Author(s): Turnbull GK, Hamdy S, Aziz Q, Singh KD, Thompson DG
Abstract Share this page
Abstract BACKGROUND & AIMS: The muscles of the anorectum are important in the volitional control of continence, yet virtually no information exists on their cortical representation in humans. METHODS: Topographic cortical mapping of both cerebral hemispheres was performed in 9 healthy subjects by applying suprathreshold transcranial magnetic stimulation to individual points on a scalp grid centered over the vertex and then recording the electromyographic responses from the external anal sphincter, rectum, and tibialis anterior muscles. RESULTS: Cortically evoked anal and rectal response latencies were similar (20.2 +/- 1.7 and 19.8 +/- 1.5 milliseconds, respectively) and were shorter than those from the anterior tibialis muscle (right, 29.7 +/- 2.3 milliseconds; left, 29.9 +/- 1.8 milliseconds; P < 0.0005). Cortical mapping showed that the anal responses were bilaterally represented on the superior motor cortex (Brodmann area 4) of both cerebral hemispheres; a similar topography was found for the rectal responses. By comparison, the tibialis responses showed predominantly contralateral medial motor cortex representation. Subtle but consistent differences in the degree of bilateral hemispheric representation were also apparent both between and within individuals for the anal responses and to a lesser extent for the rectal responses. CONCLUSIONS: The anorectal musculature has bilateral motor cortex representation with similar topography, but there is intersubject variation in the degree of symmetry.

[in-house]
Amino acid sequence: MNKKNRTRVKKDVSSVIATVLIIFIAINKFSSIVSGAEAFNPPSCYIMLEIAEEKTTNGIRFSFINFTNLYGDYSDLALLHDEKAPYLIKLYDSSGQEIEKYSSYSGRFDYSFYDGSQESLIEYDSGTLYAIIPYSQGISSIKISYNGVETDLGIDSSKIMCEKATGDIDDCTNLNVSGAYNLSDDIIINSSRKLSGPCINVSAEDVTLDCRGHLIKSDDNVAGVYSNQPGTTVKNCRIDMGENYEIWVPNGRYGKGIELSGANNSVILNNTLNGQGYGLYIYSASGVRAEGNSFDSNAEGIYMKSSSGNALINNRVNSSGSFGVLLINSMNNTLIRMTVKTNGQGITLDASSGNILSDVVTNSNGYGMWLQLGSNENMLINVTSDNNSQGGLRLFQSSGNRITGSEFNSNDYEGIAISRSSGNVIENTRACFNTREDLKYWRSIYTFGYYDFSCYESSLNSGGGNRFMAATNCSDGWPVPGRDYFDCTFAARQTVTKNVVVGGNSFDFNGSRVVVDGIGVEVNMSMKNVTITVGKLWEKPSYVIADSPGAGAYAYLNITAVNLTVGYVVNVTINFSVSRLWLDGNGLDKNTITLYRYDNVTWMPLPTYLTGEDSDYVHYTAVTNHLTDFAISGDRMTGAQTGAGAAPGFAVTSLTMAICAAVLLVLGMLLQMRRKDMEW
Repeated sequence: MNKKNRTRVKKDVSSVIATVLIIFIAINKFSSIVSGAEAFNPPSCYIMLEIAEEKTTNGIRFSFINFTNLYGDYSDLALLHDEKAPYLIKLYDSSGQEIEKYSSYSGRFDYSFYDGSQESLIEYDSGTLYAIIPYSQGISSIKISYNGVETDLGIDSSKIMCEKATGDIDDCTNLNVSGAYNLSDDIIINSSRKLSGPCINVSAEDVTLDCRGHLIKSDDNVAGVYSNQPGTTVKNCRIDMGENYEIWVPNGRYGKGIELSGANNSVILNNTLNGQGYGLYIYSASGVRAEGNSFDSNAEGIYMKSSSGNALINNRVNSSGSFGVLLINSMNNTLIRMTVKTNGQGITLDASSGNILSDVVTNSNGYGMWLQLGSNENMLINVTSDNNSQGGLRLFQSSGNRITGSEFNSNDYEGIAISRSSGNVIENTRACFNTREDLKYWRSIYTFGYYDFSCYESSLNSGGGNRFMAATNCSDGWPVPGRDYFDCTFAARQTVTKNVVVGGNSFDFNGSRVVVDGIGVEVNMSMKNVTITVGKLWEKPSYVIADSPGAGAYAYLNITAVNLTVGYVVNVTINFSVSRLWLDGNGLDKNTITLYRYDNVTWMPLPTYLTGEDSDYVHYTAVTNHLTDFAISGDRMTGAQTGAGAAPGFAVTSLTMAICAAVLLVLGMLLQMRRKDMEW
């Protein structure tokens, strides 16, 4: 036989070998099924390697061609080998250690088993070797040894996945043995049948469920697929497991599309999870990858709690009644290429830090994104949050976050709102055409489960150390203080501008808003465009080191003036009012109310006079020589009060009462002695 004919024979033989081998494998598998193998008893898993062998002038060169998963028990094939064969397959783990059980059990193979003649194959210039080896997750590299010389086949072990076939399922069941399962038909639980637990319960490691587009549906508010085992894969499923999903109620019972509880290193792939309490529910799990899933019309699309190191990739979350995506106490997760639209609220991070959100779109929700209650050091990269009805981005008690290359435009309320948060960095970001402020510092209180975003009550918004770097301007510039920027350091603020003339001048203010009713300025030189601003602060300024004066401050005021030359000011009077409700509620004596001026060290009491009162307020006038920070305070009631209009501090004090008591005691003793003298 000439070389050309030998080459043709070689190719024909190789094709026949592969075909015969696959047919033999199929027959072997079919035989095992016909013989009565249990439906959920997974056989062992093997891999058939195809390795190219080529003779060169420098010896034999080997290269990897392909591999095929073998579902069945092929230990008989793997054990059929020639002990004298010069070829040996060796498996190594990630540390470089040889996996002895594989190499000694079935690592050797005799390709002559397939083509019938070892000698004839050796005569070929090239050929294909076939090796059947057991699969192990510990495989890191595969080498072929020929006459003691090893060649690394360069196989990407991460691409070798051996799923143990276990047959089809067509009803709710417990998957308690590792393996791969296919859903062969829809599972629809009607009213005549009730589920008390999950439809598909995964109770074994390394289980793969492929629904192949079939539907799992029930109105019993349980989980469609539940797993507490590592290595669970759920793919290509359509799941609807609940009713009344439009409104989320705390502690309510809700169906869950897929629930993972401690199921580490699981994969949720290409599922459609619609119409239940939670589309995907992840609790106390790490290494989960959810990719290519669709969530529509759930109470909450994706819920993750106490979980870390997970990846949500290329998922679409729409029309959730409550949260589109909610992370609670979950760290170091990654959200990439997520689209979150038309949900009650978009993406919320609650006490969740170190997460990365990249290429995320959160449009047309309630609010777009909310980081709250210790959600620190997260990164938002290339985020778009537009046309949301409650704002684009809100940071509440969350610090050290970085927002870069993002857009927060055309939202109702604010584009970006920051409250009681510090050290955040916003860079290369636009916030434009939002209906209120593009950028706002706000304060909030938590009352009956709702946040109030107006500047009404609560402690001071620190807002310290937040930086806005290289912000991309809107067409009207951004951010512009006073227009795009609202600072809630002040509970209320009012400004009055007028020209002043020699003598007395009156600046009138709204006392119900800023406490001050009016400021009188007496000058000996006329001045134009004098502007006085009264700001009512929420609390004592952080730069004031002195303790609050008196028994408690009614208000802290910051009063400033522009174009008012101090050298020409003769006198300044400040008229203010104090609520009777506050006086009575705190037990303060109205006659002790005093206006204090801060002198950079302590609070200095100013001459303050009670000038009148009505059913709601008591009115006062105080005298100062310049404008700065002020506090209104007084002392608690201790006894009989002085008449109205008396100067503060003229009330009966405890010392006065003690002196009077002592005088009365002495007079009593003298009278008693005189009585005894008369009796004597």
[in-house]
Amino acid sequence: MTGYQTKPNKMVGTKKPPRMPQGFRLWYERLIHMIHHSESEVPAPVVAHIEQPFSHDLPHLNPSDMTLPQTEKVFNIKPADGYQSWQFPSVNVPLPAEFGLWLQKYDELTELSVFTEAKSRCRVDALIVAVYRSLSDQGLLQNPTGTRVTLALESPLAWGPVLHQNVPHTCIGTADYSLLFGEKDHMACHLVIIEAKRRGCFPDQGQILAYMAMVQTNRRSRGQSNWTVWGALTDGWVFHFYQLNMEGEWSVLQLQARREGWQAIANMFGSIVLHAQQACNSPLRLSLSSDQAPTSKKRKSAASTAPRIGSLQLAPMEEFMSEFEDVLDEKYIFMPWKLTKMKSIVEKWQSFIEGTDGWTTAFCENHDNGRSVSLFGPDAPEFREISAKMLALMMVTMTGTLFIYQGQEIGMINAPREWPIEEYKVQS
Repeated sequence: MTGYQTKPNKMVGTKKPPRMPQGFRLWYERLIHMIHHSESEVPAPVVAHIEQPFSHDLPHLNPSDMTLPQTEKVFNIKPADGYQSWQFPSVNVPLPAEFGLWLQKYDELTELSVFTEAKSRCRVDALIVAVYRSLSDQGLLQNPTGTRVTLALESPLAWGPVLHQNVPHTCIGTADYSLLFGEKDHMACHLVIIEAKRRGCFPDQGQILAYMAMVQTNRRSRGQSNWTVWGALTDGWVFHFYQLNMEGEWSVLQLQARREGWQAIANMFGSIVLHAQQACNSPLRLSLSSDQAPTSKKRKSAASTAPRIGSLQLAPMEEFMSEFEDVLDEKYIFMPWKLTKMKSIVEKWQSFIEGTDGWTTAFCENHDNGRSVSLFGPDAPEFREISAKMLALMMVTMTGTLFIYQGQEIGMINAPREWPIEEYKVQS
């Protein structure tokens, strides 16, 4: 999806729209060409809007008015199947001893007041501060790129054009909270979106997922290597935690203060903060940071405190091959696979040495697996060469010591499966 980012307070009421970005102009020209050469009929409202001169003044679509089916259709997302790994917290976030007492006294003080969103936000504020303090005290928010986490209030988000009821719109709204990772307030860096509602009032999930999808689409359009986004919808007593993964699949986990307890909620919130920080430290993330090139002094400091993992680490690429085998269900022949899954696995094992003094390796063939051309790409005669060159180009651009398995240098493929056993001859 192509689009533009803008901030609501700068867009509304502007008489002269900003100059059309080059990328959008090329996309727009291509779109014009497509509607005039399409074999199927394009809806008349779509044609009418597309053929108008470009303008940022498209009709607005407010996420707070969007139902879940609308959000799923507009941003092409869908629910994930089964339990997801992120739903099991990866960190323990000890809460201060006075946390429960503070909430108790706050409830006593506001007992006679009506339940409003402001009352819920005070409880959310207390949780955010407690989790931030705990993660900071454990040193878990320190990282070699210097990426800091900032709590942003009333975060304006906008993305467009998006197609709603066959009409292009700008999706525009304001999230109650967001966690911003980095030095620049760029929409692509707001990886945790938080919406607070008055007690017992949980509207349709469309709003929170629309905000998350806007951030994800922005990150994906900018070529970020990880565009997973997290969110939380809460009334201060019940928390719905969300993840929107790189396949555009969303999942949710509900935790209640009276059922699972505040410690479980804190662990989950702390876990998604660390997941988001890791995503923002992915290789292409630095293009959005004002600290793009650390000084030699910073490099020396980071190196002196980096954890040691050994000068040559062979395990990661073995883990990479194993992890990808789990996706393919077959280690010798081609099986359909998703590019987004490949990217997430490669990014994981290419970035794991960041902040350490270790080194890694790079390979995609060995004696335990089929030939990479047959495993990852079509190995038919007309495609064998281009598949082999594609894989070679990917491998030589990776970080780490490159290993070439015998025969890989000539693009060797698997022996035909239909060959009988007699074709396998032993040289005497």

This article was published in Gastroenterology
and referenced in Journal of Palliative Care & Medicine